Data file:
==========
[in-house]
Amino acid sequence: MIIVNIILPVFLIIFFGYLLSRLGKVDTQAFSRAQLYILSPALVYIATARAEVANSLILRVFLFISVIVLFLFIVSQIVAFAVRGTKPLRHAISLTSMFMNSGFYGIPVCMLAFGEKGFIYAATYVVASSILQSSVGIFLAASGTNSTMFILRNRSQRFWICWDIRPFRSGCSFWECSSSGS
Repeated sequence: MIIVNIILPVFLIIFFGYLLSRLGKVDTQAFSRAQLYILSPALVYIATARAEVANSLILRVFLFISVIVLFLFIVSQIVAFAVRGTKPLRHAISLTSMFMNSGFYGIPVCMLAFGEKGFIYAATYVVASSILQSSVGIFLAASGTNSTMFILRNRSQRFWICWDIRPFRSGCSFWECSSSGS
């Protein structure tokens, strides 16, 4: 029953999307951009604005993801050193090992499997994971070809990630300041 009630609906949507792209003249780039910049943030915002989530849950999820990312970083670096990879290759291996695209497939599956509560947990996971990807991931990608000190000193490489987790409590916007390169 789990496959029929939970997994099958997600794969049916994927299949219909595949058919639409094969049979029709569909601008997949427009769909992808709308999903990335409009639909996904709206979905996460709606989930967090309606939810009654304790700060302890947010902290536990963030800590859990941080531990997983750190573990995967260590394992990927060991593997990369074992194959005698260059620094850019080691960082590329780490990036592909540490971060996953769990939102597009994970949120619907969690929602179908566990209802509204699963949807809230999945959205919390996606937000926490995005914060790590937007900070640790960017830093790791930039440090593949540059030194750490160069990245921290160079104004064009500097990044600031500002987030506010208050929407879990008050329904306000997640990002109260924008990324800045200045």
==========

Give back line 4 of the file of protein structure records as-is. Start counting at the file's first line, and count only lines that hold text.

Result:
């Protein structure tokens, strides 16, 4: 029953999307951009604005993801050193090992499997994971070809990630300041 009630609906949507792209003249780039910049943030915002989530849950999820990312970083670096990879290759291996695209497939599956509560947990996971990807991931990608000190000193490489987790409590916007390169 789990496959029929939970997994099958997600794969049916994927299949219909595949058919639409094969049979029709569909601008997949427009769909992808709308999903990335409009639909996904709206979905996460709606989930967090309606939810009654304790700060302890947010902290536990963030800590859990941080531990997983750190573990995967260590394992990927060991593997990369074992194959005698260059620094850019080691960082590329780490990036592909540490971060996953769990939102597009994970949120619907969690929602179908566990209802509204699963949807809230999945959205919390996606937000926490995005914060790590937007900070640790960017830093790791930039440090593949540059030194750490160069990245921290160079104004064009500097990044600031500002987030506010208050929407879990008050329904306000997640990002109260924008990324800045200045």